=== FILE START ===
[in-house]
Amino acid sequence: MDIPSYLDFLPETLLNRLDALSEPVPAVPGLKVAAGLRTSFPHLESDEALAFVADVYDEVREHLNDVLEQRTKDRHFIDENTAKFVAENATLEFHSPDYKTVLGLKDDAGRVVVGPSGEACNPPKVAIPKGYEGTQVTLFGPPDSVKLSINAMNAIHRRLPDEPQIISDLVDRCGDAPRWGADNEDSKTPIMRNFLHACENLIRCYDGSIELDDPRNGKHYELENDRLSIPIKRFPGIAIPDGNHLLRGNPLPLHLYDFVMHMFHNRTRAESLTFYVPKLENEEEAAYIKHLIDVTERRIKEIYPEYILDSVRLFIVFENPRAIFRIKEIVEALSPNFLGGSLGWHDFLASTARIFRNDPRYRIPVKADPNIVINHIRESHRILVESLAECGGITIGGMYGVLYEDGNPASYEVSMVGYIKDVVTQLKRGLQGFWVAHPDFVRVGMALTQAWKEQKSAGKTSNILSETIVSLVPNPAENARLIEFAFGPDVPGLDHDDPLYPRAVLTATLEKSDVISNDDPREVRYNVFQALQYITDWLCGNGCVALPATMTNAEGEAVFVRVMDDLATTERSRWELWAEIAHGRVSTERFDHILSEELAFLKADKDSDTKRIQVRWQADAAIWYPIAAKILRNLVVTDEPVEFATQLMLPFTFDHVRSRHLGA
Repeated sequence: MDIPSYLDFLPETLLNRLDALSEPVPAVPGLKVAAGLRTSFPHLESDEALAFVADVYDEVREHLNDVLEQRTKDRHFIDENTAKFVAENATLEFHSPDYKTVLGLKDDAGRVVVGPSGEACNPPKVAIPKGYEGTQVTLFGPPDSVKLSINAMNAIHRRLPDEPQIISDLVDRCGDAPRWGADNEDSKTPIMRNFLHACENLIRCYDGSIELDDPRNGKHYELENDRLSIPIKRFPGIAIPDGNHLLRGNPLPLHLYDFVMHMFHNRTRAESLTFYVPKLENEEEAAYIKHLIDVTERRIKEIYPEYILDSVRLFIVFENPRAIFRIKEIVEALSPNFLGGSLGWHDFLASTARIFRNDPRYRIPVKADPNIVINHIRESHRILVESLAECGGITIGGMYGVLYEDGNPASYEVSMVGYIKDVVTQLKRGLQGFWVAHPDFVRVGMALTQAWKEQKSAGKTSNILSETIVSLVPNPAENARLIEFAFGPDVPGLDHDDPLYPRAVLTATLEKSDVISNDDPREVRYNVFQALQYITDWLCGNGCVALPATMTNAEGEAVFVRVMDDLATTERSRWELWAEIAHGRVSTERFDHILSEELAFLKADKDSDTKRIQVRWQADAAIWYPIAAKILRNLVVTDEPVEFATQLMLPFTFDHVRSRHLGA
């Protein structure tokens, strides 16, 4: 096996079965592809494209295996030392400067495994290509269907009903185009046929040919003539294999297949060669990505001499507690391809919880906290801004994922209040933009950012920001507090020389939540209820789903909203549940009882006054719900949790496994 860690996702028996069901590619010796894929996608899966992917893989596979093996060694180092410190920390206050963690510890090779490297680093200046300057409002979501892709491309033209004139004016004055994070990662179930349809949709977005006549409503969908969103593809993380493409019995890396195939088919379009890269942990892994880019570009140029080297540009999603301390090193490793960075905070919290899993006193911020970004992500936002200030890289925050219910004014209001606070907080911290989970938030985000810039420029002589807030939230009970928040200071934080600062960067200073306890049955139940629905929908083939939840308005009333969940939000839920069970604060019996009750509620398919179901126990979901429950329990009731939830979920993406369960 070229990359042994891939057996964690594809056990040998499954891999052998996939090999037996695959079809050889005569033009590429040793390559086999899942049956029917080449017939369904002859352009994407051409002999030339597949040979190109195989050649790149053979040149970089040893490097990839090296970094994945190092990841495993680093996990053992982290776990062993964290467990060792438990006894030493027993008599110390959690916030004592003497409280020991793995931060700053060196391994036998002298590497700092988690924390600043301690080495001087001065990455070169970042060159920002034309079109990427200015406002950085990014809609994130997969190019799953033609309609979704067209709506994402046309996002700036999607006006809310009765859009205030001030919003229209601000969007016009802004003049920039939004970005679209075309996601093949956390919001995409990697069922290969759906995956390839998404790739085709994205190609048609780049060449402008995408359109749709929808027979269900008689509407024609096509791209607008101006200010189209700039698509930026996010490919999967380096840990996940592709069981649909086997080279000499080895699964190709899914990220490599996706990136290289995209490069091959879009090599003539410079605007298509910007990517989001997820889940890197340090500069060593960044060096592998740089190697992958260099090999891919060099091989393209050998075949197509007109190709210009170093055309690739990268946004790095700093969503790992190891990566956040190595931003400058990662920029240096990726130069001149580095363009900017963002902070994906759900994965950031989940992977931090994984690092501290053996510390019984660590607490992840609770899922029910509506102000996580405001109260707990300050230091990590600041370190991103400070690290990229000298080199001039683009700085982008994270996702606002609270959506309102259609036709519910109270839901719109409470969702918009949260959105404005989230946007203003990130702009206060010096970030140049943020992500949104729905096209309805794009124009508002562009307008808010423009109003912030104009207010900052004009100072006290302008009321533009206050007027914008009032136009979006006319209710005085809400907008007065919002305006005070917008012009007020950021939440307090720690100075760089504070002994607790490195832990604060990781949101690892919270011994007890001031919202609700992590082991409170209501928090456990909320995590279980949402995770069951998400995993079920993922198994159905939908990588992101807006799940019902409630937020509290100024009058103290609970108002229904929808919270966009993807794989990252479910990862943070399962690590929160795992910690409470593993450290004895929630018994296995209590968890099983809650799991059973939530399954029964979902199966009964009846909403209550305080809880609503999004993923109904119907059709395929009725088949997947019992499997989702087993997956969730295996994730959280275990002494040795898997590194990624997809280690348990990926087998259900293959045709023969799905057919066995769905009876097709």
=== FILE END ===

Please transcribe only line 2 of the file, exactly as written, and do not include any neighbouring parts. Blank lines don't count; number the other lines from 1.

Amino acid sequence: MDIPSYLDFLPETLLNRLDALSEPVPAVPGLKVAAGLRTSFPHLESDEALAFVADVYDEVREHLNDVLEQRTKDRHFIDENTAKFVAENATLEFHSPDYKTVLGLKDDAGRVVVGPSGEACNPPKVAIPKGYEGTQVTLFGPPDSVKLSINAMNAIHRRLPDEPQIISDLVDRCGDAPRWGADNEDSKTPIMRNFLHACENLIRCYDGSIELDDPRNGKHYELENDRLSIPIKRFPGIAIPDGNHLLRGNPLPLHLYDFVMHMFHNRTRAESLTFYVPKLENEEEAAYIKHLIDVTERRIKEIYPEYILDSVRLFIVFENPRAIFRIKEIVEALSPNFLGGSLGWHDFLASTARIFRNDPRYRIPVKADPNIVINHIRESHRILVESLAECGGITIGGMYGVLYEDGNPASYEVSMVGYIKDVVTQLKRGLQGFWVAHPDFVRVGMALTQAWKEQKSAGKTSNILSETIVSLVPNPAENARLIEFAFGPDVPGLDHDDPLYPRAVLTATLEKSDVISNDDPREVRYNVFQALQYITDWLCGNGCVALPATMTNAEGEAVFVRVMDDLATTERSRWELWAEIAHGRVSTERFDHILSEELAFLKADKDSDTKRIQVRWQADAAIWYPIAAKILRNLVVTDEPVEFATQLMLPFTFDHVRSRHLGA